As bad as Facebook’s experiment on its members seems, the reality was worse

What’s the worst thing about the news that Facebook hosted what The Atlantic aptly called a “secret mood manipulation experiment,” conducted on 689,000 unwitting members of its network? That’s hard to say. There’s so much bad to choose from.

First, the nature of the experiment: It was cruel. Researchers from Facebook itself, Cornell, and University of California, San Francisco, were looking into whether emotional states could be spread via news shared by online media. That means, without direct personal contact.

The vehicle for this “emotional contagion” was to be Facebook’s News Feed: By tinkering with the feed, researchers altered the balance of positive and negative items people were exposed to. Then, by peeking at the messages that those same people subsequently posted—some 3 million during the week in January 2012 when the experiment was conducted—and categorizing them as positive or negative, the researchers could determine to what degree the members had been influenced.

Not surprisingly, researchers found what they called “experimental evidence for massive-scale contagion via social networks.”

Now, this isn’t a very nice thing to do to people—deliberately goad them into an emotional response just to show that you can. Worse still, half of the lab rats in this exercise were given an overabundance not of joyous news to make them happy, but of stories featuring dreary, gloomy, negative things. That feels very much like what qualifies as intentional infliction of emotional distress.

(Finding evidence that people share such misery, that it constitutes a “contagion,” apparently interests scholars. Why? I can’t imagine. Everybody’s been saddened by dismal news and told others about it. But some social scientists build careers by confirming the obvious.)

Second, not only was this cruel, it was deceptive. The whole appeal of Facebook’s News Feed is that it’s supposed to constitute a filtered selection of news that has been endorsed by the member’s community of “friends.” It’s meant to be what the people you care about seem to care about.

This feed wasn’t that at all. It wasn’t what your friends said was worth knowing. If you attached importance to it because you believed your network of like-minded souls had commended it to your attention, you were being tricked. Other considerations trumped peer interest (and one can only wonder how often Facebook does that.)

So not only was the feed surreptitiously manipulated, it was represented fraudulently.

Third, this whole sham was visited on a vast population of trusting strangers who didn’t know they were being used as subjects in an experiment.

That ignorance matters. By and large, scientific research protocols have, as a core ethical tenet, the notion of informed consent: Participants should be fully aware they’re taking part in an experiment, know about potential risks to themselves or others and, of course, have the ability to opt out.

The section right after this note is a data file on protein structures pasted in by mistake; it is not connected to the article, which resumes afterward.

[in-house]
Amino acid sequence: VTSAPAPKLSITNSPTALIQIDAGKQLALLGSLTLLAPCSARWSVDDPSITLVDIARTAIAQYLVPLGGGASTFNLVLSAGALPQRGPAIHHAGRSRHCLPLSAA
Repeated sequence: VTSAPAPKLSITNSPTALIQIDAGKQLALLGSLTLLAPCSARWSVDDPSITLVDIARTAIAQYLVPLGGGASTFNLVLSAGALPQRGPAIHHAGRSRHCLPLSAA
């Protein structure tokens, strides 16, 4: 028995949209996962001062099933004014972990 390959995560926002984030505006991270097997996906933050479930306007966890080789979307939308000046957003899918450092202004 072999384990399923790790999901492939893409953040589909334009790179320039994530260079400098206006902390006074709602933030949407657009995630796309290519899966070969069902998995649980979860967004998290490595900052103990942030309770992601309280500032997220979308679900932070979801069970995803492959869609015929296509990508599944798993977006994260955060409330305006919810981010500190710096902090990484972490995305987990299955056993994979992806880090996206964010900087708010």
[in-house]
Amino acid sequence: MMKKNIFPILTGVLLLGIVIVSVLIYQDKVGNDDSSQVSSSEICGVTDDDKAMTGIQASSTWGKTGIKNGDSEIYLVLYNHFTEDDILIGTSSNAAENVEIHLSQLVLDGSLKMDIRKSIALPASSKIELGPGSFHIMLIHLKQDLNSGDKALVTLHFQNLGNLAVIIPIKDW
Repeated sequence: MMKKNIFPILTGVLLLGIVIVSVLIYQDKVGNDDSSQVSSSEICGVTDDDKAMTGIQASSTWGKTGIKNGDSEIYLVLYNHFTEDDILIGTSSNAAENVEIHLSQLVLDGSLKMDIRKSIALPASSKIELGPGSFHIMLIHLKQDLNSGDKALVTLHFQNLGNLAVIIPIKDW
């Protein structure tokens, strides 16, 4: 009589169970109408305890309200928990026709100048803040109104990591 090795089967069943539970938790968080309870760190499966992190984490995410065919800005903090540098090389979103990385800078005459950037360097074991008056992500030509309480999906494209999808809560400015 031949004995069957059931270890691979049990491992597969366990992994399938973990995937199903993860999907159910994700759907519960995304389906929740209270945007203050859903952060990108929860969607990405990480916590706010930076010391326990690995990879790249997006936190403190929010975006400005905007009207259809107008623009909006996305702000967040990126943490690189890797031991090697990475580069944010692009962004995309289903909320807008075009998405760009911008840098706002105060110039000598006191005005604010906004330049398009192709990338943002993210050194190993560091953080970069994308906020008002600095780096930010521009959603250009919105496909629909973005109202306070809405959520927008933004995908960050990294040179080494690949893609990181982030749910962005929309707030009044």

True, some experiments can’t work without deception. A famous example was Yale psychologist Stanley Milgram’s controversial work on obedience from the early ‘60s.

There, the experiment subjects were outright lied to. They were told they’d be helping run a test of learning and memory by administering electric shocks to people based on how well the respondents handled a set of questions.

That wasn’t what was happening. Instead, it was the helpers who were the subjects of the experiment, and what being tested was their willingness to follow directions from researchers in lab coats, who were telling them to ignore the screams from what were actually paid actors next door.

Milgram’s work had the unmistakable potential of traumatizing participants, who had signed on as paid laboratory aides, without expecting to have their values and moral courage put to the test, and some of whom purportedly left distraught that they had caused real pain to faceless strangers.

Milgram claimed to have “dehoaxed” his subjects by exposing the fraud to them after the sessions in which they participated, as American Psychological Association guidelines prescribe. That’s something nobody connected with the Facebook chicanery has even asserted.

Moreover, an even more fundamental APA recommendation—that experiment deceit be “justified by the study’s significant prospective scientific, educational, or applied value”—has even less bearing on this affair.

Indeed, that may be the most disturbing element of the Facebook plunge into mass fraud: What it was all for, and how casually it apparently was undertaken.

I’m not surprised that behavioral scientists seek quantitative support for propositions that ordinary folk regard as self-evident. Is anybody without a Ph.D. surprised to learn that depressing news depresses people?

But Facebook isn’t in the business of expanding the frontiers of social knowledge, however loosely they’re defined. It’s in the business of expanding its business, and the takeaway from this affair is the evidence of how audaciously the Facebook brass define its license to target, trick, and tweak the people who trust the network to which millions of them devote such staggering time and intellectual energy.

You have to wonder, if Facebook would hand over nearly 700,000 members to be inveigled into such a membrane-thin scientific cause, what else it’s cavalierly and routinely doing to poke, prod and harvest that same population of users for purposes closer to its real business purposes.


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